The Commerce Department said yesterday retail sales increased 0.6 per cent last month as Americans bought automobiles and a range of other goods after an upwardly revised 0.3 per cent gain in July.
“It still paints the consumers muddling along. The general message on the economy is that it’s improving but we still have a lot of slack to take up,” said Scott Brown, chief economist at Raymond James in St Petersburg, Florida.
The increase in retail sales, which account for a third of consumer spending, was in line with economists’ expectations. July’s retail sales were previously reported to have been flat.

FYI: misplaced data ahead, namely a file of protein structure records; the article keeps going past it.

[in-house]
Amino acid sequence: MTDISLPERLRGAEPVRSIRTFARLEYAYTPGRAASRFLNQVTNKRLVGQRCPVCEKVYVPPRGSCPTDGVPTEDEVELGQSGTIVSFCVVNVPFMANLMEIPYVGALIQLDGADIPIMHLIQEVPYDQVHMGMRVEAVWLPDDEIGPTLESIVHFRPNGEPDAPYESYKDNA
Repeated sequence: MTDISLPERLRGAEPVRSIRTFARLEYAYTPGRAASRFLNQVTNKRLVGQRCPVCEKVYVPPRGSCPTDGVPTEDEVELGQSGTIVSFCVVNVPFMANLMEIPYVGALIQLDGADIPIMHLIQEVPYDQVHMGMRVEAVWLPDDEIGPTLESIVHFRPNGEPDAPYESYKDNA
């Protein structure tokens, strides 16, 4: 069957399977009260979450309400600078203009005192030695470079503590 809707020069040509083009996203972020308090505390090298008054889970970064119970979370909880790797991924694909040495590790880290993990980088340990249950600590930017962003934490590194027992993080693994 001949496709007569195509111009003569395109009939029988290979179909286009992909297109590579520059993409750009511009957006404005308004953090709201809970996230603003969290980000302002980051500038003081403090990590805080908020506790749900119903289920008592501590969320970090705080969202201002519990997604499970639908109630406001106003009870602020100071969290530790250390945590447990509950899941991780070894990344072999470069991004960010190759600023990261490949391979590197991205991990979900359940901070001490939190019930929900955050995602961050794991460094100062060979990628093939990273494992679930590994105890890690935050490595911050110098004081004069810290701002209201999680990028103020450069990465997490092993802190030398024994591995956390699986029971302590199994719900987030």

So-called core sales, which strip out automobiles, gasoline, building materials and food services, and correspond most closely with the consumer spending component of gross domestic product, increased 0.4 per cent in August.
August’s increase in core retail sales followed an upwardly revised 0.4 per cent gain in July, which was previously reported as a 0.1 per cent rise.
Core retail sales were up 4.1 per cent in the 12 months through August, well below their pre-recession growth pace of about 5.5 per cent.